After engaging in a lot of introspection because I introspect instead of learning how to cook or put together furniture, I realized that I feel reluctant to own my identity as a social scientist because of the trauma and adversity I have witnessed and experienced within academia. Continue reading →
Over the past month or so I thought about whether I should change my red hair back to black, or even to a tamer brown. In the next couple of years, I will apply for my psychology predoctoral internship as well as for a faculty position or postdoc. Because of white supremacist professionalism, I figured I may want to play it safe and revert to a more common hair color. Then, BlackPink’s “Lovesick Girls” came out and Rosé wrecked me as well as everyone else on this planet with her fabulous pink hair. Upon witnessing her gorgeous emotive performance in the “Lovesick Girls” music video, I thought to myself, oh, I have to go pink now. I chose to color my hair pink because pink represents my commitment to accepting and loving myself as a femme queer Vietnamese American who survived an eating disorder and PTSD, who does not care about fitting into white supremacist and patriarchal societal standards.
My journey of self-love and self-acceptance started with my grandmother. Continue reading →
Several hours ago, I went on a date with this guy who works in geographic information science. What we talked about felt fine – him considering getting a PhD and my feelings about almost having one, him resisting stereotypical images of Black men growing up and me loving myself as a gay Asian man in my mid-twenties, him wanting a spontaneous romantic partner and me wanting a social justice-oriented one. Toward the end of the date though, I recognized that I felt bored. This guy came across as kind, self-aware, and communicative, yet I noticed I had not laughed once. So, on my way back home I texted him and said that I would enjoy a casual friendship or friends with benefits situation, given that I did not feel any romantic chemistry.
A few months ago, I talked with one of my good friends L about a disturbing phenomenon we observe in the Asian American community: Asian Americans who prefer to date white people. While texting her about this issue, I encountered this video about Asian American women who talk about their preference for dating white men. I felt so disturbed watching this video because it reminded me of queer Asian men I know who prefer dating white guys over Black, Indigenous, and other men of color (BIMOC). While this whole video reeked of internalized racism and anti-Black racism, one comment that annoyed me in particular: the notion that white men are “more confident” than Asian men.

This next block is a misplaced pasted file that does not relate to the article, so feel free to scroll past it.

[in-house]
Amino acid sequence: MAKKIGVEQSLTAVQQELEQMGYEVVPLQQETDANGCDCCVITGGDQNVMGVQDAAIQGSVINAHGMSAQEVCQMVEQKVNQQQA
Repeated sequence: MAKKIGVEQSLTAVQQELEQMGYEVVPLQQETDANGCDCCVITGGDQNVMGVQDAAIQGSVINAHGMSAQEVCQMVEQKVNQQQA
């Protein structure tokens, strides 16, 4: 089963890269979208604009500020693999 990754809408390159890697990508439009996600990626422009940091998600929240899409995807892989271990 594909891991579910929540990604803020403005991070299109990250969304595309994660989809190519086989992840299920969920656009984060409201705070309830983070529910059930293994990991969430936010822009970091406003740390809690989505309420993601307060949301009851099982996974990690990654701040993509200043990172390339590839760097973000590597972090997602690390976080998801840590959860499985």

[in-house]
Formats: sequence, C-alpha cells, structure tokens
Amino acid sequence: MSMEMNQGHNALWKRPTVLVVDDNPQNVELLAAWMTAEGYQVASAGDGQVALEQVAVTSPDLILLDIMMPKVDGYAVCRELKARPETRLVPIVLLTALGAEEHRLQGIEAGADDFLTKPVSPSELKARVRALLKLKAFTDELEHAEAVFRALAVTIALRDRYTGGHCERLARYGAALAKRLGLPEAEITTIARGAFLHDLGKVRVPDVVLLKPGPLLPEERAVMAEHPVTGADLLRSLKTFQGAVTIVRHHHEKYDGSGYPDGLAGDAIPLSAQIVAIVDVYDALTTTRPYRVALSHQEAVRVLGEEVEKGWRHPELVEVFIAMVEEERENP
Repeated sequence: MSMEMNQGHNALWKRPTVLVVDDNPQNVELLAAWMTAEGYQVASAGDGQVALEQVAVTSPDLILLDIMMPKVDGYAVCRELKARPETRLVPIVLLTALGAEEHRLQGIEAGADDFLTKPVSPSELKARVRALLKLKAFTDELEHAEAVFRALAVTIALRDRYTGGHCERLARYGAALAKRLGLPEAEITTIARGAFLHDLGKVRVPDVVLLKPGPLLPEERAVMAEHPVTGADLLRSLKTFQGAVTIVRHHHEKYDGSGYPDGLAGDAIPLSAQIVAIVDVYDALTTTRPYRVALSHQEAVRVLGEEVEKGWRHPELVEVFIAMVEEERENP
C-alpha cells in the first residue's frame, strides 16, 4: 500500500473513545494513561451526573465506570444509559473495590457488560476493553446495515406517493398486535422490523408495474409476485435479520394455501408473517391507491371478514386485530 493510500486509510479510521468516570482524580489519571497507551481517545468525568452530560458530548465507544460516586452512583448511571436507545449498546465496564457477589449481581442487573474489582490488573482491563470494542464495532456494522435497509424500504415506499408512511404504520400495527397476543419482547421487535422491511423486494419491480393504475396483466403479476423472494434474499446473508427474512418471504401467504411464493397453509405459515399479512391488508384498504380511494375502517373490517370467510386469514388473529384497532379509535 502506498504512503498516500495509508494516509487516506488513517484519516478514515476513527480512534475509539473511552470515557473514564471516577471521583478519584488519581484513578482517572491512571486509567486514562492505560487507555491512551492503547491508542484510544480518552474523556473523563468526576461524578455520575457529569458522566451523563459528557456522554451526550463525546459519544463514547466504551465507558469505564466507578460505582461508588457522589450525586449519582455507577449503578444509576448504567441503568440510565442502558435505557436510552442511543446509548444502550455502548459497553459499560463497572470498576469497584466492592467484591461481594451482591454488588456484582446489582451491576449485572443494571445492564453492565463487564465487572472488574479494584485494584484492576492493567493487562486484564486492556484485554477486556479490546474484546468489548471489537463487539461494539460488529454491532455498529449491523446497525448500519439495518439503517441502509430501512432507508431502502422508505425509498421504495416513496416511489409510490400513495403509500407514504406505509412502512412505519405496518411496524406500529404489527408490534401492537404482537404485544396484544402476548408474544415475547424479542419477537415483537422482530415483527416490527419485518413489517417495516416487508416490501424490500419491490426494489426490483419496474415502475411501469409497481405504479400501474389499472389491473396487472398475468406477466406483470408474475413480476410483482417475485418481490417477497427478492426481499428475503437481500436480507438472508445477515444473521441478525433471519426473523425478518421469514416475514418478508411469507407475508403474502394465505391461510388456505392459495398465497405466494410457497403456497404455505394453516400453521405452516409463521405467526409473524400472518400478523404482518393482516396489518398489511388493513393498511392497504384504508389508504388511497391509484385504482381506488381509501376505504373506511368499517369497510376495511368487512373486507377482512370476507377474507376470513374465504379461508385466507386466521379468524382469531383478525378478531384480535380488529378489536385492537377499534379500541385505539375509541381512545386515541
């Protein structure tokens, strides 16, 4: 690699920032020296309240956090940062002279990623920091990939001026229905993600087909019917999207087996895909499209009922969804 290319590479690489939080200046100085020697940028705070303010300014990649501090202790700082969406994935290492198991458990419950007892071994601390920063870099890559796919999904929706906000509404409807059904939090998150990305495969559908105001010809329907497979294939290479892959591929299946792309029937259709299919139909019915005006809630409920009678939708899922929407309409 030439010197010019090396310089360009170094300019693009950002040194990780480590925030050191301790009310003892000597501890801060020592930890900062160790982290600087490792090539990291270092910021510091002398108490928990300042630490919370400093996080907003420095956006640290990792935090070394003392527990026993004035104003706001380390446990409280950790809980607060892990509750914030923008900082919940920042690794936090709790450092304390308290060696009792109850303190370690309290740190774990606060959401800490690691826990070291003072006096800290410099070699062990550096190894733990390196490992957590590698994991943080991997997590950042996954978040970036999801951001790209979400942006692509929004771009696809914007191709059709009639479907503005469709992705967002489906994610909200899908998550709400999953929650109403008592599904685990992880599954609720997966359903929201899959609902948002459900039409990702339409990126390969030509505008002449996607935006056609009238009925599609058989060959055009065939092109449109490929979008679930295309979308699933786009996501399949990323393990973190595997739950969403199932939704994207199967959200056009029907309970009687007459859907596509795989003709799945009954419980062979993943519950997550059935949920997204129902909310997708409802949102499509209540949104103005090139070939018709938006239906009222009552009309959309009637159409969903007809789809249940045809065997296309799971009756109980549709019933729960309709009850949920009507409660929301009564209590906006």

I despise the notion of white men being “more confident” than Asian men because that idea so often fails to take into account the effects of white privilege and racism. Continue reading →
I turn 25 in a couple of weeks so I have spent time reflecting on my growth as a person, including my sexual identity and romantic attraction to men. While I have unsurprisingly not yet met a man I want to date, I have learned something about the guys I’m generally into: I’m turned on by guys who can dominate me. In other words, I’m a bottom.
It feels weird to out myself as a bottom on the internet, though it feels weirder to claim that identity given the stigma I’ve internalized about it, especially as a gay Asian man. Continue reading →
Yesterday in the middle of a Coronavirus-inspired haze, I found myself indoors watching dirty videos. It all felt fun and pleasurable until I came across this comment:
In all honesty, when I first saw that racist comment, I just exited that webpage and found a better use of my time. I feel sad admitting this, but the comment did not surprise me. A lot of people have written about how queer Asian men are fetishized and perceived as subservient by white gays, and I’ve already written about how we as queer Asian men are socialized to desire a white man’s love. This racist comment made me roll my eyes but did not elicit more emotion than that.
Today though, I remembered this comment while out on a socially distant jog. And suddenly I felt pissed. Continue reading →